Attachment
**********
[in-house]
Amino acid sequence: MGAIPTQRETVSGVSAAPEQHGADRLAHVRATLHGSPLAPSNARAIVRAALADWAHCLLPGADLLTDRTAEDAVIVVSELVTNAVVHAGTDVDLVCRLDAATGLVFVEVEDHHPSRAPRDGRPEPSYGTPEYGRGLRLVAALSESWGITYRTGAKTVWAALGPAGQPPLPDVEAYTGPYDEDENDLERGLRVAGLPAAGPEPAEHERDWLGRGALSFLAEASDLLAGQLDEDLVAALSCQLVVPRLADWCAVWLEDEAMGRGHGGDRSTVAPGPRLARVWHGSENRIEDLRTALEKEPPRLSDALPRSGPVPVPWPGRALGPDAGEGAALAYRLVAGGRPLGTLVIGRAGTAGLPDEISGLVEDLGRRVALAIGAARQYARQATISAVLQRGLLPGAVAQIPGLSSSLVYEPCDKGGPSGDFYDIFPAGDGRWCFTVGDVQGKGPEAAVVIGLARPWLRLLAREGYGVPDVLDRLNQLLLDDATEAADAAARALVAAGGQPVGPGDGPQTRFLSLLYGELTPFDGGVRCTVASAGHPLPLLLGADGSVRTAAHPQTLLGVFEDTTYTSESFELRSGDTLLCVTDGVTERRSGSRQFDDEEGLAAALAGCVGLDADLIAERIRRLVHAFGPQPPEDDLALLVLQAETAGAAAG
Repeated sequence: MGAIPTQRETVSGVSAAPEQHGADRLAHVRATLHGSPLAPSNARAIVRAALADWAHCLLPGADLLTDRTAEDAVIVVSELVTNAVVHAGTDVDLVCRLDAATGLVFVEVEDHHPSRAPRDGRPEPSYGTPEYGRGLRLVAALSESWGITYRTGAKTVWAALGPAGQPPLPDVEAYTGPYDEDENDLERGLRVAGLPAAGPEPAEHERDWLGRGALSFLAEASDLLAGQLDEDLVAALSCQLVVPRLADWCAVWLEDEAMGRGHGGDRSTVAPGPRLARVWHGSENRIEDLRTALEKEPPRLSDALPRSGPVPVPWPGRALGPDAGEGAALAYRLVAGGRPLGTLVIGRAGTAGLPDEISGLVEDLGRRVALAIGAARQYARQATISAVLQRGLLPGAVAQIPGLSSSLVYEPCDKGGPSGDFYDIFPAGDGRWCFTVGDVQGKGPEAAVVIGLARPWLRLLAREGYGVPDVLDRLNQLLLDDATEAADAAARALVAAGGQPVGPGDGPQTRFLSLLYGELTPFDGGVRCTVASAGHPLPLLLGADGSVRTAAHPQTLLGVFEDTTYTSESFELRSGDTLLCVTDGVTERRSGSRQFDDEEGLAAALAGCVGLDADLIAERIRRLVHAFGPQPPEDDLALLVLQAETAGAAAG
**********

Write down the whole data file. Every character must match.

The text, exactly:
[in-house]
Amino acid sequence: MGAIPTQRETVSGVSAAPEQHGADRLAHVRATLHGSPLAPSNARAIVRAALADWAHCLLPGADLLTDRTAEDAVIVVSELVTNAVVHAGTDVDLVCRLDAATGLVFVEVEDHHPSRAPRDGRPEPSYGTPEYGRGLRLVAALSESWGITYRTGAKTVWAALGPAGQPPLPDVEAYTGPYDEDENDLERGLRVAGLPAAGPEPAEHERDWLGRGALSFLAEASDLLAGQLDEDLVAALSCQLVVPRLADWCAVWLEDEAMGRGHGGDRSTVAPGPRLARVWHGSENRIEDLRTALEKEPPRLSDALPRSGPVPVPWPGRALGPDAGEGAALAYRLVAGGRPLGTLVIGRAGTAGLPDEISGLVEDLGRRVALAIGAARQYARQATISAVLQRGLLPGAVAQIPGLSSSLVYEPCDKGGPSGDFYDIFPAGDGRWCFTVGDVQGKGPEAAVVIGLARPWLRLLAREGYGVPDVLDRLNQLLLDDATEAADAAARALVAAGGQPVGPGDGPQTRFLSLLYGELTPFDGGVRCTVASAGHPLPLLLGADGSVRTAAHPQTLLGVFEDTTYTSESFELRSGDTLLCVTDGVTERRSGSRQFDDEEGLAAALAGCVGLDADLIAERIRRLVHAFGPQPPEDDLALLVLQAETAGAAAG
Repeated sequence: MGAIPTQRETVSGVSAAPEQHGADRLAHVRATLHGSPLAPSNARAIVRAALADWAHCLLPGADLLTDRTAEDAVIVVSELVTNAVVHAGTDVDLVCRLDAATGLVFVEVEDHHPSRAPRDGRPEPSYGTPEYGRGLRLVAALSESWGITYRTGAKTVWAALGPAGQPPLPDVEAYTGPYDEDENDLERGLRVAGLPAAGPEPAEHERDWLGRGALSFLAEASDLLAGQLDEDLVAALSCQLVVPRLADWCAVWLEDEAMGRGHGGDRSTVAPGPRLARVWHGSENRIEDLRTALEKEPPRLSDALPRSGPVPVPWPGRALGPDAGEGAALAYRLVAGGRPLGTLVIGRAGTAGLPDEISGLVEDLGRRVALAIGAARQYARQATISAVLQRGLLPGAVAQIPGLSSSLVYEPCDKGGPSGDFYDIFPAGDGRWCFTVGDVQGKGPEAAVVIGLARPWLRLLAREGYGVPDVLDRLNQLLLDDATEAADAAARALVAAGGQPVGPGDGPQTRFLSLLYGELTPFDGGVRCTVASAGHPLPLLLGADGSVRTAAHPQTLLGVFEDTTYTSESFELRSGDTLLCVTDGVTERRSGSRQFDDEEGLAAALAGCVGLDADLIAERIRRLVHAFGPQPPEDDLALLVLQAETAGAAAG